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Nage-no-kata partner too heavy for me How to handle a heavy NNKpartner Rate Topic: -----

#1 User is offline   mazinkaiser 

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Posted 09 March 2012 - 11:04 AM

Hello all,

I've started again practicing the NNK for the black belt examination next year, and my sensei has asked me to work with a young blue belt judoka who is about 10 cm taller and weighs approximately 20Kg more than I (I weigh only about 81Kg).
I can do uke all right, he just handles me like a feather, but when it's my turn as Tory, I really have a hard time applying the techniques to him. I can barely move him !!! And worst of all I'm really afraid to hurt him as I can barely retain him on his falls, even with both hands. I could not do kata-guruma on him, I almost collapsed as I felt a couple of my vertebrae crack... :confused:

Is this normal ? Do I have to work my strenght up or do I have to ask my sensei to work with somebody else ? I'm ok for taking the Uke role for my partner, but I really need a lighter Uke for myself...


Best regards
Axel
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#2 User is offline   Jacob3 

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Posted 09 March 2012 - 01:01 PM

You do not need a lighter uke! 20 kg really is nothing.
Wat you DO need though is a BETTER uke. If you say that you can barely move him, then there is already something wrong. In NNK you should not even HAVE to move him. Guide him... yes, but the movement should come from him at almost every technique. And if he acts like he should ( 'attacking' normally, and 'stiffening' when needed/appropriate ), you should not have any problem at all.

So no, no need for working on your strenght ( per se )
but yes, maybe you should train with somebody else, or better yet, have your sensei teach your uke to act appropriately. I suppose that he has simply no clue what to do.
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#3 User is offline   mazinkaiser 

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Posted 09 March 2012 - 02:16 PM

View PostJacob3, on 09 March 2012 - 02:01 PM, said:

You do not need a lighter uke! 20 kg really is nothing.
Wat you DO need though is a BETTER uke. If you say that you can barely move him, then there is already something wrong. In NNK you should not even HAVE to move him. Guide him... yes, but the movement should come from him at almost every technique. And if he acts like he should ( 'attacking' normally, and 'stiffening' when needed/appropriate ), you should not have any problem at all.

So no, no need for working on your strenght ( per se )
but yes, maybe you should train with somebody else, or better yet, have your sensei teach your uke to act appropriately. I suppose that he has simply no clue what to do.


Thank you for your reply Jacob,

It's the first time he trains for NNK, and for me the last time I trained for NNK was almost 30 years ago...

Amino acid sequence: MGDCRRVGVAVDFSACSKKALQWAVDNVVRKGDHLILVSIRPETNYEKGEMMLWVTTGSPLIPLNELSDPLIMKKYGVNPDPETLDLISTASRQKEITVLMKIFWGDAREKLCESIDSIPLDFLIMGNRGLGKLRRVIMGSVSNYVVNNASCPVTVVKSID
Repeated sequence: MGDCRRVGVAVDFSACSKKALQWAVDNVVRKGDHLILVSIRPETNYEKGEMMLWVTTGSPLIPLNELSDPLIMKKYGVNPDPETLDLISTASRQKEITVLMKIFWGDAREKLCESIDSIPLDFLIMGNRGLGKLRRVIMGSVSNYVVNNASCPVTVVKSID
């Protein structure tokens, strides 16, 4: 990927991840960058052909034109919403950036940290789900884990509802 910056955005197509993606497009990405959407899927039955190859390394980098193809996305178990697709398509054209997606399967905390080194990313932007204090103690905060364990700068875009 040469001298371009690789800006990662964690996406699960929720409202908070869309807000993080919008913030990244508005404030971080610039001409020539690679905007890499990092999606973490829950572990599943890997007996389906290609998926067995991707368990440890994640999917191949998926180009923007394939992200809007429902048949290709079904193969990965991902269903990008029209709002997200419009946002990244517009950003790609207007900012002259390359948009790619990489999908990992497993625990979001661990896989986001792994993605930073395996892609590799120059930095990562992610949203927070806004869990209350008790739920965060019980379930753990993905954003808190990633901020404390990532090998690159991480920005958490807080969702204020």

Our sensei (5th dan, 50 years teaching judo, national kata examiner) was there to guide us, and my uke and I were apparently doing things correctly. It's just that I have trouble doing some of the techniques. I didn't say that my uke was stiff, just that he felt REALLY very very heavy. Even with speed and inertia, his weight would almost crush me.
It was impossible for me to lift him into Kata-Guruma, my back just could not handle it (too painful). My technique was right, my right shoulder at the level of uke's belt, but his feet would just refuse to take off from the mat. It was like trying to lift a cement filled bolster... Maybe he really weighs much more than 100Kg...

Uki Otoshi was ok, Seoi Nage was hard but just about negotiable, Kata Guruma was impossible, Uki Goshi was ok, Harai Goshi was as hard as Seoi nage, Tsuri Komi Goshi was almost ok (using more my knees). We didn't have time left for ashi-waza.
It's just that I feel that I'm at the limit of my strength trying to apply the techniques to this guy.

I used kata guruma and other techniques this same evening during uchikomi practice with other partners that were about my size and weight, and it really went like a breeze, just as easy as it should always be !


Thank you.
Cheers
Axel
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#4 User is offline   Jacob3 

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Posted 09 March 2012 - 03:07 PM

Well, of course I cannot say anything about your technique, or your partners. And I can take only your word for it that your sensei really does know what he is talking about ( being a kata judge does not mean anything tbh...). But I can tell you that weight really has little to do with things. It seems a stigma, but it really is true.
I can tell you, that when I was younger, I learned kata guruma with a guy who was twice my weight! And for the picture, mine was 60kg at that time and I have never been very strong. Nowadays I weigh 85+ and am training with youngsters regularly. Even girls of less then 50 kg are eventually able to throw me with kata guruma really without any serious effort!

The point I often see happening is that when people train with likeweighted people, who are compliant in kata, only THINK it 'goes like a breeze', but do not realise that their technique is not yet flawless. That is what kata is for, to develop that. I am definately sure that at some point you really will be able to throw anyone with it who seriously outweighs you, but like I explained, you will need a more experienced uke who is also able to point you at the things, hé feels are going wrong.

The main thing I am trying to point out to you is to please NOT rely on your strenght to be able to throw him ( or anyone ). Keep focussing on finding the correct technique and position! As long as you have a hard time lifting your partner, I would suggest you do not lift him at all. It should feel right from the moment you step in. Otherwise you will only ruin your back trying.